Monday, April 30, 2012

Little Offshoots...

I may have a twenty minute window of opportunity here, before I must leave to drive myself to New Brunswick, for this evening's choir rehearsal.  And of course there are about three billion other things I should be doing, instead of using this twenty minute window of opportunity for writing about who knows what.  But when have I ever made a wise choice, with regard to using my time?

And, because I can't really luxuriate in any particular topic right now, I want to mention two silly things that have given me unusually pleasant feelings recently.  Both these events (?) involve planted things.

Two years ago, when I had my autumn exhibit in the space generously lent to me for the purpose, by Bryan Christie, I had originally intended to use the great empty space (right above the Maplewood Movie Theater marquee, within spitting distance of the train station if you're a really good spitter), as both a construction space and a gallery, but it soon became clear that I would never have enough time and energy to haul everything I would need, out of my basement, pack it into the van, and then haul it all up the stairs in Maplewood, only to have to remove it all again when the work would be shown.  So, at first, all I mostly did, those early days in October, was to crank open the windows over the black-topped roof of the marquee, and look out at the trees in the park.  There was some detritus on the roof, as will happen, and one of the things I found was a plastic florist's pot, with what looked like a sad onion in it.  I stretched a little, to pick it up, and suspected that, at one time, it had been an amaryllis.  Whether it was still viable or not remained to be seen.  And really, if the only investment necessary is a bit of water from time to time, I was pretty sure I could manage that.

So I brought it home, put some real dirt into the pot, set the bulb-like thing in place, and put it in the sun room, next to another amaryllis I'd inherited from a neighbor.  It had died too.  I don't so much grow things as I try to resurrect them.  Usually, the efforts are what one would expect, if one were to bring a twig into the house and get it to bud, just by sprinkling water on it occasionally.

But in this case, both bulbs proved to be tougher than I would have expected.  The one from the movie marquee, which I would have thought had been fried more or less all the way through, sent up green leaves first.  Then the other followed suit.  And now, much to my everlasting amazement, the marquee bulb has lofted a lovely, mysterious, folded green gesture, at the end of an extending stalk.  I just checked -- the flowers are going to be a salmony-red color.  How amazing to me.

Likewise, a couple of years ago, a neighbor offered me an old climbing rose that wasn't fitting in with the new garden design.  Sure, I said -- I'll just stick it here along the driveway, where there's plenty of light in the afternoon.  The long, curved and very thorny stem made a nice rhythmic curve against the neighbor's chain-link fence.  I nestled the roots down deep, added a little rose food, tamped the soil back into place, did the watering thing, and went on to other things.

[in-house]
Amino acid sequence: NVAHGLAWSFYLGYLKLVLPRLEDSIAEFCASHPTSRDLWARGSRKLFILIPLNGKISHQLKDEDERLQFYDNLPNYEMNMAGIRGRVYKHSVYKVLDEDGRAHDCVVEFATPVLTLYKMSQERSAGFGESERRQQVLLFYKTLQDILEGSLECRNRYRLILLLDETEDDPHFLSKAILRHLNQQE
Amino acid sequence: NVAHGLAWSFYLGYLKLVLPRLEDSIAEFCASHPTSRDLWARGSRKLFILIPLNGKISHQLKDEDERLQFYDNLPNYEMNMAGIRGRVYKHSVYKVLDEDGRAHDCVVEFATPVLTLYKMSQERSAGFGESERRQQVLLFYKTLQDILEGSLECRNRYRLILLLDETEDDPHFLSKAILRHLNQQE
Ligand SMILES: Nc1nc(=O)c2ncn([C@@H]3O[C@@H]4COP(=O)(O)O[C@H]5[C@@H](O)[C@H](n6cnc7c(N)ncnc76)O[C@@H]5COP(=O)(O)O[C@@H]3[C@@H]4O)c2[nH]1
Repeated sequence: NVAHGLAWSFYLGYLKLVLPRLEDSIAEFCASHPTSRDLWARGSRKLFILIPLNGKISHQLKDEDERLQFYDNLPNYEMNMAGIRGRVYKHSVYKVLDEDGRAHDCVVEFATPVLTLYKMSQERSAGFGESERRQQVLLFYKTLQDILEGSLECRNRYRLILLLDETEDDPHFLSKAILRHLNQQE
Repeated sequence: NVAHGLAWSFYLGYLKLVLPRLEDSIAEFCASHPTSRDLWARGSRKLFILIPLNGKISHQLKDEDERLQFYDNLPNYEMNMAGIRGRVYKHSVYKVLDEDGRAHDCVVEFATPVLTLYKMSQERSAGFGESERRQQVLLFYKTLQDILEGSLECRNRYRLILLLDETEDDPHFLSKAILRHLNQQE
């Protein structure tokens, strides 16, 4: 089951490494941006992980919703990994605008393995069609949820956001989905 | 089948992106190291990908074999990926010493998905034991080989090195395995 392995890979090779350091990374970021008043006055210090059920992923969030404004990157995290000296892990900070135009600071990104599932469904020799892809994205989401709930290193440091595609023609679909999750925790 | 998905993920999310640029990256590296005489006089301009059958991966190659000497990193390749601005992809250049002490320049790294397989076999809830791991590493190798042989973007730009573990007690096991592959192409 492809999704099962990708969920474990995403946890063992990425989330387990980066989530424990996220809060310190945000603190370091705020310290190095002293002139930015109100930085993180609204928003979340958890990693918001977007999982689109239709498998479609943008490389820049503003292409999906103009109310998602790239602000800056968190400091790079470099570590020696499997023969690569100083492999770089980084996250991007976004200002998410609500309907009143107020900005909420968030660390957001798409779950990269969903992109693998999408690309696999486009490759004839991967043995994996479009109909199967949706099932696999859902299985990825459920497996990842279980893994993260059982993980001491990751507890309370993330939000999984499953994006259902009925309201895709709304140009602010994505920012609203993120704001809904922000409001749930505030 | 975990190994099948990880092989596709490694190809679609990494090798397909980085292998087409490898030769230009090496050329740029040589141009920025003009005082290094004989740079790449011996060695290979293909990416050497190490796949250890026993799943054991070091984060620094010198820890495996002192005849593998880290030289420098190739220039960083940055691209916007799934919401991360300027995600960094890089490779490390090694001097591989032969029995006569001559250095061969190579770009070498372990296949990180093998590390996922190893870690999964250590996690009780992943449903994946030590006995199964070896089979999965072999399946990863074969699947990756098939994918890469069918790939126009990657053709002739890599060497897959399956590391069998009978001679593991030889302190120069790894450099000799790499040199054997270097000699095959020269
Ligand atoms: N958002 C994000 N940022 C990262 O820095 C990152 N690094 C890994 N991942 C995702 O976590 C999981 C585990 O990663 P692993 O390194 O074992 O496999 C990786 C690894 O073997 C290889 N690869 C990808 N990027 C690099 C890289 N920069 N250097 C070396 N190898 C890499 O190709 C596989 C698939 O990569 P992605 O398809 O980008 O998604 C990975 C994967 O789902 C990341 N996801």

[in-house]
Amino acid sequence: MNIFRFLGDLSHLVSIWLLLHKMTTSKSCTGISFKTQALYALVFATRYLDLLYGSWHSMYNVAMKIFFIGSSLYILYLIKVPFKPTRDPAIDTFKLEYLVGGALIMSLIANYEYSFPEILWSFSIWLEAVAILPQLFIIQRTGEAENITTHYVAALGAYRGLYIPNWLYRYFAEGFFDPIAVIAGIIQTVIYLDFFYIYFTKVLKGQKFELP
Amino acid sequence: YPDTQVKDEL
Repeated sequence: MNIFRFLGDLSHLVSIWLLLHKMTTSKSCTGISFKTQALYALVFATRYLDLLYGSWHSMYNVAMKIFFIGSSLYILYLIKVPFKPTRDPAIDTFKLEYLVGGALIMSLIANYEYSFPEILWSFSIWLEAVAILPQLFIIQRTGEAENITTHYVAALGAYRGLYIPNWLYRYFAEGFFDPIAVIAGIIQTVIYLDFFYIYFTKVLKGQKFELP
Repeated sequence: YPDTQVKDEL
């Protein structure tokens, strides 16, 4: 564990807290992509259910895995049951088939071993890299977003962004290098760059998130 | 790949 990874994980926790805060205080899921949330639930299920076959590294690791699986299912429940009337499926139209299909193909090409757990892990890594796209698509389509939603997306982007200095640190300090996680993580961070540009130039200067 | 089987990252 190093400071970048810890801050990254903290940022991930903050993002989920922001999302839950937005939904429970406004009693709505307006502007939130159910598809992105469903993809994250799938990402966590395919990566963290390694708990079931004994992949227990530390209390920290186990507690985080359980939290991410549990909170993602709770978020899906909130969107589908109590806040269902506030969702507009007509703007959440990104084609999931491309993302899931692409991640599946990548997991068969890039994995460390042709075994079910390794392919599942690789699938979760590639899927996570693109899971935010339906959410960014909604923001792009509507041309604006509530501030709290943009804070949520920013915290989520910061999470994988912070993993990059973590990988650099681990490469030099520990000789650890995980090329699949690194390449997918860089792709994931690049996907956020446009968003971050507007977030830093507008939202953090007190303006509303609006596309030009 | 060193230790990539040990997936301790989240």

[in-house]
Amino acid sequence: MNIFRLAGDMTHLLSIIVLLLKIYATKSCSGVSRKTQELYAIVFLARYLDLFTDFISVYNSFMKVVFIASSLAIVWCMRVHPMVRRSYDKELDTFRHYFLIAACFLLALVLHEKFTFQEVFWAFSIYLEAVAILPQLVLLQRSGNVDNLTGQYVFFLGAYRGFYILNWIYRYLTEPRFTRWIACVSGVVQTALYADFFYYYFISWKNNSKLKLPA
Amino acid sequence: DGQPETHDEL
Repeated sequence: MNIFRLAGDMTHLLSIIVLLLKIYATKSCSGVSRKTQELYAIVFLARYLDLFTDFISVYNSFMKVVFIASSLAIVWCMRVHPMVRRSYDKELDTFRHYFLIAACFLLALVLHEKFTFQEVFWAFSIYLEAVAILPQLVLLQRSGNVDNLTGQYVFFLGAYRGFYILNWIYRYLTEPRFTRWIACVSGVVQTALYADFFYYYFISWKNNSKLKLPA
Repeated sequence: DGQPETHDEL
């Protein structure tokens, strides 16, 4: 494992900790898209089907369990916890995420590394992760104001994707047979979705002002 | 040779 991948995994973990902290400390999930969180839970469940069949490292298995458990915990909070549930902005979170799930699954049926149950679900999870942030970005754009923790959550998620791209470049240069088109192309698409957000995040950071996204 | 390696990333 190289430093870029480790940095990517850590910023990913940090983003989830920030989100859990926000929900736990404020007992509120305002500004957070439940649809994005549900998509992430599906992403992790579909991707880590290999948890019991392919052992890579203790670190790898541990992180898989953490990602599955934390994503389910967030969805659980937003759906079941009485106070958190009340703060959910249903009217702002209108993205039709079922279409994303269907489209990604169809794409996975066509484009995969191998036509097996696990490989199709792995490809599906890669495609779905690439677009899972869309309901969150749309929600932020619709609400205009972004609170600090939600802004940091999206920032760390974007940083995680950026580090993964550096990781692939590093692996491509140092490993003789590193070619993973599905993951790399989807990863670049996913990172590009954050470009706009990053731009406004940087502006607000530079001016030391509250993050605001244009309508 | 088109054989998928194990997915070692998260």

Well, it had apparently failed to make the transition from one side of Sinclair Terrace to the other, because all that year, and all the next, there was nary a sprig of green from where I full well remembered having planted that climbing rose.  The long swirly thorn sprig broke off while the squirrels were clambering around.  I turned my attention to trying to figure out how to resuscitate a hydrangea I'd moved from the front yard to the back, were it was failing to thrive.  I always feel so guilty.

But the third year after being moved, that tough old rose root sent up a little signal -- not dead yet.  I was fiercely protective of this, even though I wasn't sure I had correctly identified the leaves.  It has taken two more years of this semi-tender-hearted tending, but when last I checked, I saw a little bud on one of this year's new branches -- which means that, unless I run it over with the van, there will be an actual rose blooming where none had been expected, ever again.

This is deeply satisfying.  This is almost defiantly gratifying.  Now, if only this coming January, when I go to separate the Christmas tree from its plastic stand, I can find the merest hint of root threads from the balsam's trunk, I will be, I think, a truly happy, if somewhat bemused, man.

That's all.  Time to go harmonize...

    (I'm trying to add the copyright sign, but Google has apparently improved this site, so I can't do that.  Don't you love it when things get so much better that they don't work at all?)

Well, anyway, please consider the above content to have been copyrighted by Walter Zimmerman, in the year 2012.  And Google?  You've got spinach in your teeth.

Walter Zimmerman © 2012

Friday, April 13, 2012

Upside Downside

An adventurous week.  If only I had about three more days between tonight and tomorrow morning.  (Who hasn't said that at one time or another?)

On Wednesday, I went to Philadelphia, to give a talk to the glass students at Tyler, and then do a hot-shop demonstration.  Because it's exhibition time for the students, I wanted to focus more on installation challenges and solutions, than simply talking about when I made this piece and how big it is.  I wasn't as pleased with my presentation as I had hoped to be, but the students paid attention, and asked some pertinent and interesting questions when the slide show was done.